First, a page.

The city of Aurora, Colorado, and police are being sued for what attorneys describe as a “more-than-two-hour mass roundup of innocent men, women and children at a traffic section” when officers were attempting to catch a bank robber.
|By: Kevin Gosztola Monday May 19, 2014 7:57 am|
|By: Kevin Gosztola Sunday May 11, 2014 8:46 am|
Every year, 34,000 beds in private prisons, federal prisons or even local, county or state prisons have to be occupied by the bodies of immigrants in the process of deportation. This has contributed to the record number of deportations of immigrants under President Barack Obama.
|By: Kevin Gosztola Wednesday February 13, 2013 5:51 am|
The speech renewed the US government’s commitment to a permanent war on terrorism. While it signaled the country would no longer be engaging in full-scale occupations or nation-building efforts while Obama was president, there was no indication that America’s dominance in the world would be reduced. America’s global military footprint of around 1,000 bases would be preserved.
|By: Kevin Gosztola Tuesday February 5, 2013 4:40 pm|
A major report on the CIA’s rendition, detention and interrogation (RDI) program was released today by the Open Society Justice Initiative. It is one of the most comprehensive examinations of the program to date.
From “credible public sources and information provided by reputable human rights organizations,” the organization was able to figure out that “as many as 54 foreign governments reportedly” hosted CIA prisons on their territories; detained, interrogated, tortured and abused individuals; assisted in the capture and transport of detainees; permitted the use of domestic airspace and airports for secret flights transporting detainees; provided intelligence leading to the secret detention and extraordinary rendition of individuals and interrogated individuals who were secretly being held in the custody of other governments.
|By: Kevin Gosztola Wednesday January 2, 2013 9:50 am|
The three men picked up in Somalia are wanted for fighting in a group that the US has designated as a “terrorist organization” against forces backed by the US. There is no evidence of the time that they plotted any attacks or were coming to America with al-Shabaab fighters intent on carrying out some kind of nefarious plot. This means a court is going to try and prosecute these men essentially for being on what the US government considers to be the wrong side of a conflict in Somalia.
|By: Kevin Gosztola Saturday July 14, 2012 10:15 am|
Jeffrey Kaye and Jason Leopold of Truthout published an exclusive on a Defense Department (DoD) report on the alleged drugging of prisoners in the custody of the US military that had been declassified. The report put together by the DoD inspector general acknowledged that “powerful antipsychotic and other medications ‘could impair an individual’s ability to provide accurate information.’” And, while the report didn’t confirm the prisoners’ allegations that system drugging was taking place, the reporting done by Kaye and Leopold indicates there were several gaps in the investigation. The report should not be considered conclusive evidence that the drugging alleged by prisoners did not take place.
I spoke with Kaye about his exclusive story.
|By: Kevin Gosztola Thursday March 22, 2012 5:58 pm|
The Obama Administration recently announced that it would begin an “interagency process” to implement commitments made on human rights before the UN Human Rights Council just over a year ago. Coinciding with the announcement, the American Civil Liberties Union (ACLU) put out a report on how the administration has done so far.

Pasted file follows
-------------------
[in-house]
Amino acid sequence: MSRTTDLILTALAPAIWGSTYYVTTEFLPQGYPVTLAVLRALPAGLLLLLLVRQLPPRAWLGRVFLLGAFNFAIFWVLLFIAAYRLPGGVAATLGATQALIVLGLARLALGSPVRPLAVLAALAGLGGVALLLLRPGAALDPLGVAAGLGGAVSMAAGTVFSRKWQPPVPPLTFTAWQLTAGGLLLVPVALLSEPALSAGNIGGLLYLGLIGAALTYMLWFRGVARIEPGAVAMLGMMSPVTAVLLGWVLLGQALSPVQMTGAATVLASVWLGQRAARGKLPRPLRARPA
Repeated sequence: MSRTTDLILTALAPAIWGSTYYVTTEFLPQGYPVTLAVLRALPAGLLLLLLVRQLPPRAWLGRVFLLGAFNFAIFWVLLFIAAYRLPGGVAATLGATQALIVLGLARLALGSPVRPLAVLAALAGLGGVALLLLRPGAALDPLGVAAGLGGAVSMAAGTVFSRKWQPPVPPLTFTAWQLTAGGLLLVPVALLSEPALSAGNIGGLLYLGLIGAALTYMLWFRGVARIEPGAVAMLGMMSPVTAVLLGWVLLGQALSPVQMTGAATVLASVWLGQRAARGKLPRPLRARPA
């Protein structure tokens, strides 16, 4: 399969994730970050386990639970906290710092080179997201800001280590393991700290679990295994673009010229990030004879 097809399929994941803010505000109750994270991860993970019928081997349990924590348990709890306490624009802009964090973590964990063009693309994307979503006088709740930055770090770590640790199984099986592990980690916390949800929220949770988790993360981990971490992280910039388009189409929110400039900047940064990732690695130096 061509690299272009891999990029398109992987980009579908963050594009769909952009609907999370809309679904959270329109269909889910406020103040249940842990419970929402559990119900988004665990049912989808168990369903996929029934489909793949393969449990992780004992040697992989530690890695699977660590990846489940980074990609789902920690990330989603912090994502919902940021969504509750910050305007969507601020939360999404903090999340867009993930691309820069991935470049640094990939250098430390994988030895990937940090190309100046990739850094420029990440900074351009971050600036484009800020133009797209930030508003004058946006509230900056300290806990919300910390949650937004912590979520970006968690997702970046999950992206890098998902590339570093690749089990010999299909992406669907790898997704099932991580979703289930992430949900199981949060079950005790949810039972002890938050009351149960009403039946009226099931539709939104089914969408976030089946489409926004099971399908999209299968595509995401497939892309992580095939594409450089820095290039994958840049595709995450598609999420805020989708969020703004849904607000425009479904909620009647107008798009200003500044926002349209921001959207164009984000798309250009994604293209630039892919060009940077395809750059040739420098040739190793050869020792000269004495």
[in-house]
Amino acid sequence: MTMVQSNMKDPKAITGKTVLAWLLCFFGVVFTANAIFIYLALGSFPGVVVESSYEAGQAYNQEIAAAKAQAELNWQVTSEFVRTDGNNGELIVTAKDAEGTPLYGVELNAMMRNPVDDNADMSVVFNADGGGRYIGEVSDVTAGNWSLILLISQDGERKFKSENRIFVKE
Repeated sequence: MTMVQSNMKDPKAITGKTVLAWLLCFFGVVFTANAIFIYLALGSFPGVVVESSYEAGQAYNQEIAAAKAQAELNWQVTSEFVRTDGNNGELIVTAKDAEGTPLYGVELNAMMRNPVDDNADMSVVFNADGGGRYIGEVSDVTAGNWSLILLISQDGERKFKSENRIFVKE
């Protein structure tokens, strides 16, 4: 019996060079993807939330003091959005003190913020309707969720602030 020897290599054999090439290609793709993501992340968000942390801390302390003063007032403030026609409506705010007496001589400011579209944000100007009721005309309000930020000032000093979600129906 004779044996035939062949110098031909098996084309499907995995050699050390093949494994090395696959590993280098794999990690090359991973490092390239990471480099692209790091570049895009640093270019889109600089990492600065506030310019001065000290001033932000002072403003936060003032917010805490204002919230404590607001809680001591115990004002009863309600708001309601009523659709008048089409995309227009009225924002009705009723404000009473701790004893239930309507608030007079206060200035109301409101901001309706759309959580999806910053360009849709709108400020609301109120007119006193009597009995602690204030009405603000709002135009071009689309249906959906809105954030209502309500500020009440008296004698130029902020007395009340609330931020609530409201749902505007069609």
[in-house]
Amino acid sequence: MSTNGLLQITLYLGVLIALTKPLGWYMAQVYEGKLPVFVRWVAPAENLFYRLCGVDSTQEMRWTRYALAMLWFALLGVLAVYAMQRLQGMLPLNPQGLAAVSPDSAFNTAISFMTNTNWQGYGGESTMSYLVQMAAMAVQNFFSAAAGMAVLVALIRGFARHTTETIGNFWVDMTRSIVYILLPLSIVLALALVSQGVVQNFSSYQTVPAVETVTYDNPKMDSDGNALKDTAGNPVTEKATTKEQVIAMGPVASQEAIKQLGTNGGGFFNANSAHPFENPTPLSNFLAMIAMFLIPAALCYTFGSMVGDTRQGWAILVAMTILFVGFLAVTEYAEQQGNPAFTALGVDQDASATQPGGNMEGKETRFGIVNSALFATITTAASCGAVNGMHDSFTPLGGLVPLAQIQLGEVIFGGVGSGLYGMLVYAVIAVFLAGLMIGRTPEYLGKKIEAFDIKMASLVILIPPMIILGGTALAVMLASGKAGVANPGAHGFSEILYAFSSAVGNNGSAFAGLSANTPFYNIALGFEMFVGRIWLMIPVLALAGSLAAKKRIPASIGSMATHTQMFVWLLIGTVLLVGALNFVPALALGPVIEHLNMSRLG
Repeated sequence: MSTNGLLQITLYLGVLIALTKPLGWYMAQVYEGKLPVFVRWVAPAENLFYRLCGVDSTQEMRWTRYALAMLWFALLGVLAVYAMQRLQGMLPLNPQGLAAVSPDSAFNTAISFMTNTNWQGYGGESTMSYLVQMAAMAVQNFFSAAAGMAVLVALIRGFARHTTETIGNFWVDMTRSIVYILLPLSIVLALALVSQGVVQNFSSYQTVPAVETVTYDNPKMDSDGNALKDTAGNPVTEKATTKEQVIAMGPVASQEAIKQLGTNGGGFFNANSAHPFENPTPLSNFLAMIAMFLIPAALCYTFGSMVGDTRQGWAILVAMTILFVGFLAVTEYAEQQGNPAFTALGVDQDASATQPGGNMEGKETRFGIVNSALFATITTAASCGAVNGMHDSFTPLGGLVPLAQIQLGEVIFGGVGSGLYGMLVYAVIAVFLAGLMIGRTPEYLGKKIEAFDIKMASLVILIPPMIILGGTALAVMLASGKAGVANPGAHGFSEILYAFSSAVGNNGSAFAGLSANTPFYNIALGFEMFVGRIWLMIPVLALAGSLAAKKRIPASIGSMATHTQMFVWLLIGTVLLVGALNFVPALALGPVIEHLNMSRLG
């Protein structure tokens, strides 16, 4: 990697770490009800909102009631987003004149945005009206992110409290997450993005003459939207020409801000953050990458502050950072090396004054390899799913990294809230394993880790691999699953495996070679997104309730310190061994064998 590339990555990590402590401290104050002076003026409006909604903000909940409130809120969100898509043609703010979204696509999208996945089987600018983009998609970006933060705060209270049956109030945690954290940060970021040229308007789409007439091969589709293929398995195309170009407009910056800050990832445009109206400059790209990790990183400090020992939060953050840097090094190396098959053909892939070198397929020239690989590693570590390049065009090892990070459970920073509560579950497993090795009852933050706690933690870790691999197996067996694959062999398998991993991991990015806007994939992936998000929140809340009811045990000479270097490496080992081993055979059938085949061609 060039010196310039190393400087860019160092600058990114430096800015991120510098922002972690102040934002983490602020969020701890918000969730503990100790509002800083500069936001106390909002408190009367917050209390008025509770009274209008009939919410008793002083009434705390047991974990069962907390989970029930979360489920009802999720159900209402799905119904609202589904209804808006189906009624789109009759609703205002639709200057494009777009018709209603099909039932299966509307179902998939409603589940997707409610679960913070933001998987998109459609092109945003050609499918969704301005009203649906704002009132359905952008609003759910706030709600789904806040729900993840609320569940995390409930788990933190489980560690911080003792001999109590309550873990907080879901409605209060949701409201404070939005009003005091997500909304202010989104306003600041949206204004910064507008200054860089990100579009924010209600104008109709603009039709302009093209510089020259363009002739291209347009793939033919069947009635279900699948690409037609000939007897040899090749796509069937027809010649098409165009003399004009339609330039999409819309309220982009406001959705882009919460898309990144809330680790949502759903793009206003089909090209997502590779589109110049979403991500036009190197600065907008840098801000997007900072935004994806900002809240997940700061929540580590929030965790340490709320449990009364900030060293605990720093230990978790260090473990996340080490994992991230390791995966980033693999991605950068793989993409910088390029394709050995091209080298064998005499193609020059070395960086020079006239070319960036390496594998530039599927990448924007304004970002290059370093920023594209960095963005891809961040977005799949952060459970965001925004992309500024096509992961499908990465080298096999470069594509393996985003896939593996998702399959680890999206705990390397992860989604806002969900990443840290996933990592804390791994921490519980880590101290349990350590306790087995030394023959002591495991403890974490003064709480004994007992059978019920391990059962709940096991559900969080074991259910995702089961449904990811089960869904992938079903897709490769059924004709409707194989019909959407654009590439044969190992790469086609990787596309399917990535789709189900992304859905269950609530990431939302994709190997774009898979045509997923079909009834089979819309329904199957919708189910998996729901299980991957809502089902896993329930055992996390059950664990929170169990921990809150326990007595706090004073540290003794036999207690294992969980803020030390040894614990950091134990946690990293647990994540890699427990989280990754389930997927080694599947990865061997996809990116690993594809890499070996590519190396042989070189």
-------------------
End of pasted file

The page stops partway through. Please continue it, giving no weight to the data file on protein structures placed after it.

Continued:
The report highlighted key areas of criminal justice, national security and immigration where the US must make improvements. It put forward “concrete ways that the Obama administration” could “make tangible progress in protecting and promoting human rights.” It also suggested how the administration could address “very serious violations” of human rights.”
|By: Shahid Buttar Tuesday December 27, 2011 4:00 pm|
This is the second part of a 3-part series about the National Defense Authorization Act (NDAA) that began with “Another Assault in the Dead of Night“. As I concluded there:
“[B]elieve the hype: the NDAA’s detention provisions represent a frontal assault on the Bill of Rights. They are noxious now. They will be worse in the future. We will live to regret ever even considering this law, and our leaders will be judged harshly for allowing it to become law without even a single congressional hearing and over the objections of concerned Americans all over the country.”
|By: Shahid Buttar Friday December 23, 2011 2:30 pm|
The key is the PATRIOT Act’s extension of “material support for terrorism” to include associational and speech crimes, even where the defendants had no intention of supporting violence. In Humanitarian Law Project v. Holder (2010), the Supreme Court denied a First Amendment defense to the terror prosecution of a charity whose offence entailed funding workshops encouraging non-violence in Turkey (in the same Term that the Supreme Court held that corporations do enjoy a First Amendment right to buy elections).
|By: David Swanson Sunday December 4, 2011 6:00 pm|
The funny thing about the bill that the Senate just passed that lets presidents and the military lock you up without a charge or a trial — well, not funny ha ha but funny unusual — is that the basic bill to which that little monstrosity was attached is even worse. It’s a bill to dump over $650 billion into wars and aggressive weaponry, continue the slaughter in Afghanistan, ramp up the creation and use of drones, and expand U.S. military bases around the globe.